Unmaking and Remaking the World in Long-term Solitary Confinement

Social Philosophy Today 34:7-25 (2018)

Authors
Lisa Guenther
Vanderbilt University
Abstract
This paper analyzes the Security Housing Unit in Pelican Bay State Prison as a form of weaponized architecture for the torture of prisoners and the unmaking of the world. I argue that through collective resistance, prisoners in the Pelican Bay Short Corridor have re-purposed this weaponized architecture as a tool for remaking the world by creating new, resistant and resurgent forms of social life. This collective practice of remaking of the world used the self-destructive tactic of a hunger strike to weaponize their bodies and their lives against the weaponized architecture of solitary confinement. But it also developed less spectacular, everyday practices of communication, self-expression, and community-building within a system that is designed to suppress these practices. By collectively refusing food, and by articulating the meaning and motivation of this refusal in articles, interviews, artwork, and legal documents, prisoners at Pelican Bay reclaimed and expanded their perceptual, cognitive, and expressive capacities for world-making, even in a space of systematic torture.
Keywords Conference Proceedings  Social and Political Philosophy
Categories (categorize this paper)
ISBN(s) 1543-4044
DOI 10.5840/socphiltoday201871659
Options
Edit this record
Mark as duplicate
Export citation
Find it on Scholar
Request removal from index
Revision history

Download options

Our Archive


Upload a copy of this paper     Check publisher's policy     Papers currently archived: 39,545
External links

Setup an account with your affiliations in order to access resources via your University's proxy server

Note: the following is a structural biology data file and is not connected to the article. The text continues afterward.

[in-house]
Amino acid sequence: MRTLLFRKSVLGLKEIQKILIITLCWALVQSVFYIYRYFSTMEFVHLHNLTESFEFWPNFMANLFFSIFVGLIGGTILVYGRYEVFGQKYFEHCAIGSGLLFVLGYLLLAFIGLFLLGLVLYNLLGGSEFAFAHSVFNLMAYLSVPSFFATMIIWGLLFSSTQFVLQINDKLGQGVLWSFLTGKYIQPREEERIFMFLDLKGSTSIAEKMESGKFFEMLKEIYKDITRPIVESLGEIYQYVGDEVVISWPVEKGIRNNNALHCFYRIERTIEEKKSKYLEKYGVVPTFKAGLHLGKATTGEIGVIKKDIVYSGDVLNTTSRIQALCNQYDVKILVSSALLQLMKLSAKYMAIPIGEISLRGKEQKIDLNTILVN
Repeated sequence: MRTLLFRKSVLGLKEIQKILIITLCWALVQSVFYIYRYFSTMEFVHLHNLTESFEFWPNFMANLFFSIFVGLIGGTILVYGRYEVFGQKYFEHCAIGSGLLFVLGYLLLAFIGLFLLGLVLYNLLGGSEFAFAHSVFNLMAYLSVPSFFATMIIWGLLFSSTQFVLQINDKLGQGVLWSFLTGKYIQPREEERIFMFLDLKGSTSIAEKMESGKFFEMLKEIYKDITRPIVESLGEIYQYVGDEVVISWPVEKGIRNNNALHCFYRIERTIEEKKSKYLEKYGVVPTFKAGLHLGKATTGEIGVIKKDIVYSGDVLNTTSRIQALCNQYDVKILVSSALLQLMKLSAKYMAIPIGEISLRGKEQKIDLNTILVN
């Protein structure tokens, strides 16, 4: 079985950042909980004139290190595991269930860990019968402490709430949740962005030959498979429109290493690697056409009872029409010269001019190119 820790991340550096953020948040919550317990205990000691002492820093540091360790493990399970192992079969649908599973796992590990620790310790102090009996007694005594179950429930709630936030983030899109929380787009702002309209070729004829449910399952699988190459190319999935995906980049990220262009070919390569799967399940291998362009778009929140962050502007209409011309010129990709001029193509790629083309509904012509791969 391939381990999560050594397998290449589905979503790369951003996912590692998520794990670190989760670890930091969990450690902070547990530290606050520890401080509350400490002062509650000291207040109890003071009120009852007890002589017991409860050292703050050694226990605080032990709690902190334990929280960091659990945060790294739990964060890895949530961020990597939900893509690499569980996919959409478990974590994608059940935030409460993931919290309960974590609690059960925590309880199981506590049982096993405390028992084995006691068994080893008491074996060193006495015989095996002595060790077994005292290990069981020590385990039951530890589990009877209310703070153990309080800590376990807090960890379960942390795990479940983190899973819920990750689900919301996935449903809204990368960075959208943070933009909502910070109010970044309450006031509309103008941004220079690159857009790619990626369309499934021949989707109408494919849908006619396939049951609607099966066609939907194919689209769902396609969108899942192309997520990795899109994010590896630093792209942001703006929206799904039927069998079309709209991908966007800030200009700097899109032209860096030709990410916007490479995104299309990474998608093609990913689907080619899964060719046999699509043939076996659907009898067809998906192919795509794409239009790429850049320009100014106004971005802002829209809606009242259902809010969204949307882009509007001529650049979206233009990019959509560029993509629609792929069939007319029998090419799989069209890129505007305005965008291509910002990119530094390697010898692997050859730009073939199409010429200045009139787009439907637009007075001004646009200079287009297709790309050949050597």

Configure custom proxy (use this if your affiliation does not provide a proxy)
Through your library

References found in this work BETA

No references found.

Add more references

Citations of this work BETA

No citations found.

Add more citations

Similar books and articles

Lisa Guenther. Solitary Confinement: Social Death and Its Afterlives. [REVIEW]Zurn Perry - 2015 - philoSOPHIA: A Journal of Continental Feminism 5 (1):155-160.
The Ethics of Captivity Ed. By Lori Gruen.Kelly Struthers Montford & Chloë Taylor - 2016 - Kennedy Institute of Ethics Journal 26 (2):43-51.
Coming Home: Compassionate Presence in Prison.David Haskin - 2017 - Anthropology of Consciousness 28 (2):152-155.
Beyond Dehumanization: A Post-Humanist Critique of Intensive Confinement.Lisa Guenther - 2012 - Journal of Critical Animal Studies. Special Issue on Animals and Prisons 10 (2).
Remaking the World, or Remaking Ourselves? Buddhist Reflections on Technology.David R. Loy - 2003 - In Peter D. Hershock, M. T. Stepani͡ant͡s & Roger T. Ames (eds.), Technology and Cultural Values: On the Edge of the Third Millennium. East-West Philosophers Conference. pp. 176--87.
Discerning the Concept of Śūnyatā as a Procedure for “Remaking of Man”.Mathew Varghese - 2008 - Proceedings of the Xxii World Congress of Philosophy 6:267-273.
Liberty and Valuing Sentient Life. Hadley - 2013 - Ethics and the Environment 18 (1):87-103.
Planting Some New Thoughts on the Landscape.Shaun Gallagher - 2017 - Journal of Applied Philosophy 34 (5):730-736.
Planting Some New Thoughts on the Landscape.Shaun Gallagher - 2017 - Journal of Applied Philosophy 34 (5):730-736.

Analytics

Added to PP index
2018-07-20

Total views
3 ( #1,077,945 of 2,325,367 )

Recent downloads (6 months)
2 ( #694,967 of 2,325,367 )

How can I increase my downloads?

Downloads

My notes

Sign in to use this feature